[eDebate] MSU Wiki Project + JMU Backfile Project

William J Repko repkowil
Tue Apr 24 21:12:07 CDT 2007

Like a physics conference or football huddle, policy debate can sometimes be 
specialized and alienating (especially for high school students and new 
coaches). Lots of terminology, verbal shorthand, etc. 

MSU Debate is putting togther a Wiki desgined to assist someone that is 
confused by weird Kritik phrase or some bit of advanced cplan theory. The 
hope is that wiki entries will provide: 

 a) a concise definition of the item (i.e. "conditionality" or "Rights 
 b) a more in-depth explanation of BOTH SIDES of the debate argument.
 c) direction for where to find some basic cards on the subject (when 

The website will be up and running by June 10th, and the basic template can 
already be found at: 


The June deadline is set so that ALL STUDENTS AND INSTRUCTORS at a summer 
camp could have this reference material at their disposal should they wish 
to draw upon it. 


 a) The kid who can't attend debate camp -- but can still learn a little 
something about Agamben or write a conditionality block.
 b) The kid who is at debate camp -- but doesn't want to wait until lab to 
figure out what Bunker Busters are.
 c) The new coach that is a little overwhelmed by...all of it.
 d) The lab leader that is inundated by questions about the rhizome, homo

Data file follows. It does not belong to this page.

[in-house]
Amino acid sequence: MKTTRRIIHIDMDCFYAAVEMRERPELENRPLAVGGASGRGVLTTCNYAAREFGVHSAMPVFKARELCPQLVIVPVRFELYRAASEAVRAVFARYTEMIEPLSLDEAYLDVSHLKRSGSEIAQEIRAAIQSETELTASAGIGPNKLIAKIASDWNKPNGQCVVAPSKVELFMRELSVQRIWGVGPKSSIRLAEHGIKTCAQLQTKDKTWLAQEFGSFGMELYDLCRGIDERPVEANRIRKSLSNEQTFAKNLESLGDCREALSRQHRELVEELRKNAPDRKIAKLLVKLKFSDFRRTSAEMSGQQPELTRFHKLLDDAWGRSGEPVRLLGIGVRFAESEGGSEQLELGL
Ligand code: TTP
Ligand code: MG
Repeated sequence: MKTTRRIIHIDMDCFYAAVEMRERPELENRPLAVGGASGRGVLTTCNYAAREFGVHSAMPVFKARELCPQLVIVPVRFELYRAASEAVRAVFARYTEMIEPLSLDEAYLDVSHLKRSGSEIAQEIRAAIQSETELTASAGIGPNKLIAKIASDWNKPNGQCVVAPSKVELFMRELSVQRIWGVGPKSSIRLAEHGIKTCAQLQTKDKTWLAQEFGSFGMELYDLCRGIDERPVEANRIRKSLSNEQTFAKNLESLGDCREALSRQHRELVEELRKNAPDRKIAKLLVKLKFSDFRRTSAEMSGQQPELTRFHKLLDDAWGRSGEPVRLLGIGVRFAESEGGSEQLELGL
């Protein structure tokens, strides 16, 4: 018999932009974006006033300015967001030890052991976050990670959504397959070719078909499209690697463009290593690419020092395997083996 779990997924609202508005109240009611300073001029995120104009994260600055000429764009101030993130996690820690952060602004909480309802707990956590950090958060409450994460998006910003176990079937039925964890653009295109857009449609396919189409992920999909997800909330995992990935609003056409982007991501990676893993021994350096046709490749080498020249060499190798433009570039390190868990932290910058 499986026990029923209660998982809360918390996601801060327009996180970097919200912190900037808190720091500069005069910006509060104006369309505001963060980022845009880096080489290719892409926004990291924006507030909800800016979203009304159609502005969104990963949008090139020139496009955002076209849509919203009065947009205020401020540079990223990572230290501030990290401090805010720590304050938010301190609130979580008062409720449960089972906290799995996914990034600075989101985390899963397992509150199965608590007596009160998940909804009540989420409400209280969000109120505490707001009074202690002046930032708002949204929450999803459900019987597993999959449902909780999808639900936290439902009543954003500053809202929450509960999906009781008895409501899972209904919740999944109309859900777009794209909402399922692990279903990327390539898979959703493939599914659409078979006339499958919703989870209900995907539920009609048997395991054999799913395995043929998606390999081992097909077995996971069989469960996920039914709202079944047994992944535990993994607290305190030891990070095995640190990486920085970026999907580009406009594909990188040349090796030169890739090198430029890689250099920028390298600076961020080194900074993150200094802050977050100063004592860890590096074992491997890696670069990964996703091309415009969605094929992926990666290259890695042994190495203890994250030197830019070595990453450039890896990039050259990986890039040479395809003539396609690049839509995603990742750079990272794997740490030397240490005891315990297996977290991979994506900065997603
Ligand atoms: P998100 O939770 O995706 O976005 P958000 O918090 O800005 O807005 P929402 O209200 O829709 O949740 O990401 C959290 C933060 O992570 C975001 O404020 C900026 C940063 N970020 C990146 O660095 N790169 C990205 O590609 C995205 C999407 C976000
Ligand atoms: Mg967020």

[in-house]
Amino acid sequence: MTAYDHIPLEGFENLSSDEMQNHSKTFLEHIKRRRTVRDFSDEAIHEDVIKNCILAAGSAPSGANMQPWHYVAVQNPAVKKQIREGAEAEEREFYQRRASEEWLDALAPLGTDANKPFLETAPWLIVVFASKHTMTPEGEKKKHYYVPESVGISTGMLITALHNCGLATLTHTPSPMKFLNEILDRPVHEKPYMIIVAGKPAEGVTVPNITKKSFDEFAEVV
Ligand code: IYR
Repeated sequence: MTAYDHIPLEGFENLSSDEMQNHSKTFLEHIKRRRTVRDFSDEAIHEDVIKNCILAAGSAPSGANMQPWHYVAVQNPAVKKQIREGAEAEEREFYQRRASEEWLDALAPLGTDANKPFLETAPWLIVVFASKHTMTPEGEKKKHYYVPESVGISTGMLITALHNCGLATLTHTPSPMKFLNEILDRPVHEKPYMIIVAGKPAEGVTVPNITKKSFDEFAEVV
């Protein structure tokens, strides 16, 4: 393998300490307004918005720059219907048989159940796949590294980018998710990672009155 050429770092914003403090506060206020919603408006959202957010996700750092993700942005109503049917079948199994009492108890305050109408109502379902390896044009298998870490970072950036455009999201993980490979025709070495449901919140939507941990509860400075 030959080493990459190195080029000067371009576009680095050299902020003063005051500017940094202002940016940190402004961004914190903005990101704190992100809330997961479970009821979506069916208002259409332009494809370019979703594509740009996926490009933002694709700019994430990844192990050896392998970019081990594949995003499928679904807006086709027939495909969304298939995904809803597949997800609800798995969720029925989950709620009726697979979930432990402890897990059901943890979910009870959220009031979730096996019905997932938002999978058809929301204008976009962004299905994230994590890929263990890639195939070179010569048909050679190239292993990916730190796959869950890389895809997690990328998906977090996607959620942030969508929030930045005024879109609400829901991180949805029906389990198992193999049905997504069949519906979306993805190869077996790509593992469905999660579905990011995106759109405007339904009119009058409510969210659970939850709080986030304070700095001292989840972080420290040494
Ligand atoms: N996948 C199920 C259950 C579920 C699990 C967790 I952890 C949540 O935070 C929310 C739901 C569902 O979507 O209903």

sacer, and counter-perms.
 e) That lecture you have to give tomorrow and how handy it might be to run 
through a debate-glossary to make sure you didn;t forget about "textual 
comp" as part of the cplan discussion. 

In order to pull-off this deadline, I am requesting help from the community 
in one of two ways -- either: 

1. Look through the attachment and send me any phrases that you think may 
have been left out (specifically those items that students might find 

2. Volunteer to do *just a few* of the words in the attachment. Already, 
several schools have told me that they are going to make part of their 
summer assignments a request to have their debaters do 3-5 entries. 

In a strange way, I kind of think this could become part of our community's 
history. I think it would be interesting for students in 2010 to read about 
Tristan's "metaphorical condensation" entry, or the Nietzsche entry from the 
Oklahoma guys. Your entry today can teach people the basic tenets of an 
argument for years to come. 

The last thing I would like to mention is Andrew Barnes. In bouncing this 
idea around, Andrew and I thought it would be fantastic if this could become 
an extension of JMU's Backfile Project. 

Imagine the boost to a new high school program (or college program) if the 
"spanos" entry did more than simply explain the argument -- but went a step 
further and included a link to *just a few* cards on both sides of the 
issue. It would be a huge resource for block writing, comprehesion, etc. 

I will (certainly) accept entries without cards -- basically we'll take what 
we can get. But, the more materials the better. 

Anyway -- take a glance through these terms, and if you or your program is 
interested in participating please drop me a line. Some people have gone so 
far as to "call dibbs" to a few entries. I'd love to receive those 
backchannels as well. 

For the record, "Ashtar" is already taken... there are some entries Aaron 
Hardy cannot bear to delegate. 

I can be reached at repkowil at msu.edu 





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